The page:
The UCA Department of Philosophy and Religion, UCA Department of History, UCA College of Liberal Arts, UCA College of Fine Arts and Communication, UCA Honors College, Jewish Federation of Arkansas, University of Arkansas Community College at Morrilton, and United States Holocaust Memorial Museum are sponsoring “An Evening with Holocaust Survivor Gideon Frieder.”
Gideon Frieder was born on September 30, 1937, in Zvolen, Slovakia. His family moved to the town of Nove Mesto in Slovakia at the beginning of the war after his father, a rabbi, was offered a position there. Slovak authorities deported Gideon’s grandparents in 1942; they died, most likely at Auschwitz-Birkenau.
Gideon’s father was part of Slovakia’s underground “Working Group,” a secret Jewish rescue organization, and was responsible for its communications with Slovak authorities. His father’s life story, as well as Gideon’s, is partially documented in the book, “To Deliver Their Souls.”
In 1944, during the Slovak uprising against the pro-German regime of Josef Tiso, Gideon and his mother and sister fled Nove Mesto, making their way to Banská Bystrica, which served as the center of the uprising. Gideon’s father fled separately, fearing that anyone close to him would be killed if he were caught.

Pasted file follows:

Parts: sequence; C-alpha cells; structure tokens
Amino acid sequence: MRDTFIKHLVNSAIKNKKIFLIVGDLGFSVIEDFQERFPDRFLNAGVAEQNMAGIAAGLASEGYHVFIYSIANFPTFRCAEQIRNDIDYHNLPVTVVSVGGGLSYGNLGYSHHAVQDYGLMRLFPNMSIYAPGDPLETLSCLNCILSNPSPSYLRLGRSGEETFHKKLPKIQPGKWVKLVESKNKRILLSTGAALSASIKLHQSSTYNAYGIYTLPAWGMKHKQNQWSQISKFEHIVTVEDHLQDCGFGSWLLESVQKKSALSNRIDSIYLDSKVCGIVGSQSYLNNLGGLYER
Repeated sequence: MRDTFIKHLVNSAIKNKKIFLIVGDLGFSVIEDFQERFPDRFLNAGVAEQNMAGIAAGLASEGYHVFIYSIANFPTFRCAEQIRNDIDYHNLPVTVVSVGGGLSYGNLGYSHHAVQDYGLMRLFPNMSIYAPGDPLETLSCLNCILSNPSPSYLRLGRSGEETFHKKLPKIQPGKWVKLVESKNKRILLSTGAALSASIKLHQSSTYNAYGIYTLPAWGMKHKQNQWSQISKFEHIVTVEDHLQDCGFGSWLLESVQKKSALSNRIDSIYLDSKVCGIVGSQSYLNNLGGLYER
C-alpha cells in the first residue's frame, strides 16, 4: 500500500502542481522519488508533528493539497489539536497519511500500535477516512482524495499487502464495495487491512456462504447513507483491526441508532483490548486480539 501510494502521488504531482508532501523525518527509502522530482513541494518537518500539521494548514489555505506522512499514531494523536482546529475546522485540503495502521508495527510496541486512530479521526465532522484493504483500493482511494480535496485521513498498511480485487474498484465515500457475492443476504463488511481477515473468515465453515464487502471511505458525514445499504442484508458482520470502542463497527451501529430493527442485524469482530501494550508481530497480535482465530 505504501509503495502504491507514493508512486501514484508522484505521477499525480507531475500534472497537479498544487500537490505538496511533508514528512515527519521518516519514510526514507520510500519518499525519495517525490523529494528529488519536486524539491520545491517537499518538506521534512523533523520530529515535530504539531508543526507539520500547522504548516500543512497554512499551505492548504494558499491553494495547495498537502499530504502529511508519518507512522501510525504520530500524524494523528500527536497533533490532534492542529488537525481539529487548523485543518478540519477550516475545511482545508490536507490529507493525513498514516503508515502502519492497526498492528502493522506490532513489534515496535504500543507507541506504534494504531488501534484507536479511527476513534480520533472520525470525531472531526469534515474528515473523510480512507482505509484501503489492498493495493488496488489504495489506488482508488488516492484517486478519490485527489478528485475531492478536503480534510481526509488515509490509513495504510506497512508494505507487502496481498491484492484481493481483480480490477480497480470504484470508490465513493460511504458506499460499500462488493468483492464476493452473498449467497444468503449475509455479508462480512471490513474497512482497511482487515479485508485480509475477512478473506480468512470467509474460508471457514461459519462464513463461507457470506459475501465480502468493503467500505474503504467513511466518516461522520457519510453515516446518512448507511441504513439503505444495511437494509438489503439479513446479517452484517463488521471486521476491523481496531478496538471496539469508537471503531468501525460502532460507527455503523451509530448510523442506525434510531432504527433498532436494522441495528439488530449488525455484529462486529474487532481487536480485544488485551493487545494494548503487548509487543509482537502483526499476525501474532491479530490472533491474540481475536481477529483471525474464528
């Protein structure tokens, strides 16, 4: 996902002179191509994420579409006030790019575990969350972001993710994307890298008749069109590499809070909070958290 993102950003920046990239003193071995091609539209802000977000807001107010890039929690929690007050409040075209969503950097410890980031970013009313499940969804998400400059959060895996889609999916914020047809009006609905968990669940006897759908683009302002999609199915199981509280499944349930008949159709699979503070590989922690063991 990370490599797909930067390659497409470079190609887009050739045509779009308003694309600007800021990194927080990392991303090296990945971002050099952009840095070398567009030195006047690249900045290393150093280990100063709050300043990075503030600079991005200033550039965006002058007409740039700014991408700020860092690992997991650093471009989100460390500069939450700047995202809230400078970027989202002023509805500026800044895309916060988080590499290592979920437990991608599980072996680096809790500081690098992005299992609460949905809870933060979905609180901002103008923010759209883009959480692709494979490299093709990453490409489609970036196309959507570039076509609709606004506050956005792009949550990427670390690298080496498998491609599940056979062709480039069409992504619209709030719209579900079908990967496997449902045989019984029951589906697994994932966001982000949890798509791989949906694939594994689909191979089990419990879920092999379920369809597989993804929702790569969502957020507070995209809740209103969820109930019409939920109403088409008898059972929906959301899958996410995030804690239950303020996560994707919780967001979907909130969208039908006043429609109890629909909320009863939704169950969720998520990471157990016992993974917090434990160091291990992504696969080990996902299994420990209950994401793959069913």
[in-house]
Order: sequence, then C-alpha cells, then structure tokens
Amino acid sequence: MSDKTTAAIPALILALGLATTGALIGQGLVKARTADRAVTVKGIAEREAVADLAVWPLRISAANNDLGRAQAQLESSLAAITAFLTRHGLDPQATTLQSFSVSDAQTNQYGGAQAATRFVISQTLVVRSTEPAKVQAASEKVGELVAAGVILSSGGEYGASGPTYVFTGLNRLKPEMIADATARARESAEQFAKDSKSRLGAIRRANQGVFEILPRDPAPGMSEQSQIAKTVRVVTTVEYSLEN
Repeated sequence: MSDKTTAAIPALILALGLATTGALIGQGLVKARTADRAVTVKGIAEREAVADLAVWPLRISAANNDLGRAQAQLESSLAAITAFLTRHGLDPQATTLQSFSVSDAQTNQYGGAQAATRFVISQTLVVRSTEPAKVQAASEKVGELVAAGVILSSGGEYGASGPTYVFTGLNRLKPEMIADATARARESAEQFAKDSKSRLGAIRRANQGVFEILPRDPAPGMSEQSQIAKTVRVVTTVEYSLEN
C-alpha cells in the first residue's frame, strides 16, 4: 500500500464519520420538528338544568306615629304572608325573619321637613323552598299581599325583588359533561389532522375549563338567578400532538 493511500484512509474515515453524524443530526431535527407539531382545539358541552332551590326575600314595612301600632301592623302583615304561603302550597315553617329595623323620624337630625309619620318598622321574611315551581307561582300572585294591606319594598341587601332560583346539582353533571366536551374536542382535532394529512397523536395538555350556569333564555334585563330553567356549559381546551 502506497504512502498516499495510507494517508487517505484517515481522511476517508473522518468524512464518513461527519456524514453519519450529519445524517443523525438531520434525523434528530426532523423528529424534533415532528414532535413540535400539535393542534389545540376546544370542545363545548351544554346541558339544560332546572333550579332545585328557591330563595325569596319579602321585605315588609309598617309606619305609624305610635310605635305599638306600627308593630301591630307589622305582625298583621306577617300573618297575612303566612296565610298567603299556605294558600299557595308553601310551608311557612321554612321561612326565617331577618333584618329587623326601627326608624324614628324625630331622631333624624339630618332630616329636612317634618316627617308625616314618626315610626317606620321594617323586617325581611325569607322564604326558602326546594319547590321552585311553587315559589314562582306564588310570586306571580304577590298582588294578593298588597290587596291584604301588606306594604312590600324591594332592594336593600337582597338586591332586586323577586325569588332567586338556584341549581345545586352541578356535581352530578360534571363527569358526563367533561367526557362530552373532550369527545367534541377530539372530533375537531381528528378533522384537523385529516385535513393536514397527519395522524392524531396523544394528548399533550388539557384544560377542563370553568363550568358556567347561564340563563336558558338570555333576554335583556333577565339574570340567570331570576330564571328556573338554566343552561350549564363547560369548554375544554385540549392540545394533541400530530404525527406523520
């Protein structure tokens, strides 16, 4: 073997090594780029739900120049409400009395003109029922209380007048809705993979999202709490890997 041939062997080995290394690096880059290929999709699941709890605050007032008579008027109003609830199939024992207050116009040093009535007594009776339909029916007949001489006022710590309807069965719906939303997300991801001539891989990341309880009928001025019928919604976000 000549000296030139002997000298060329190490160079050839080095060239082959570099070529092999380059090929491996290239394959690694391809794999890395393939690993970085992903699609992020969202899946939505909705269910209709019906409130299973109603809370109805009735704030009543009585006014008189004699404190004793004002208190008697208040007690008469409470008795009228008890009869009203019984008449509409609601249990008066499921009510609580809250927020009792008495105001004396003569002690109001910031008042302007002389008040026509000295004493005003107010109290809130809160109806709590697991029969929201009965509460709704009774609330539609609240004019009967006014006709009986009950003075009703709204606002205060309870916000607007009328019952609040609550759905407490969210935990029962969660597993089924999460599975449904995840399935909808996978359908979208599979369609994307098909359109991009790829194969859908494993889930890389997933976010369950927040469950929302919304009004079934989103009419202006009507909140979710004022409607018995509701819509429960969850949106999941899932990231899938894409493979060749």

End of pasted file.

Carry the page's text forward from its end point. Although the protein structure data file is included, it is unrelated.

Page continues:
As German units approached Banská Bystrica, Gideon and his mother and sister fled to the mountains, where they were caught in a massacre at Stare Hory. His mother and sister were killed; Gideon was injured but survived.
A Jewish partisan, Henry Herzog, took Gideon to the village of Bully, where he was placed with the family of Paulina and Jozef Strycharszyk. Henry Herzog’s story, including his meeting the Frieder family and saving Gideon, are detailed in the book, “…And Heaven Shed No Tears.”
Gideon remained in Bully until 1945, when Romanian troops fighting with the Soviet Army liberated the area. Gideon’s father, who also survived the war, later found him. His father remarried but died in 1946.
After the war, Gideon and his stepmother came to Israel. He remained in Israel until 1975, when he emigrated to the United States. Today, he holds the A. James Clark Chair of Engineering and Applied Science at the George Washington University in Washington, DC, and volunteers at the United States Holocaust Memorial Museum.
Gideon Frieder will share his heroic story of survival in the UCA Farris Center on Monday, 9 March 2015 at 7:00 PM.
This event is open to the public with free admission.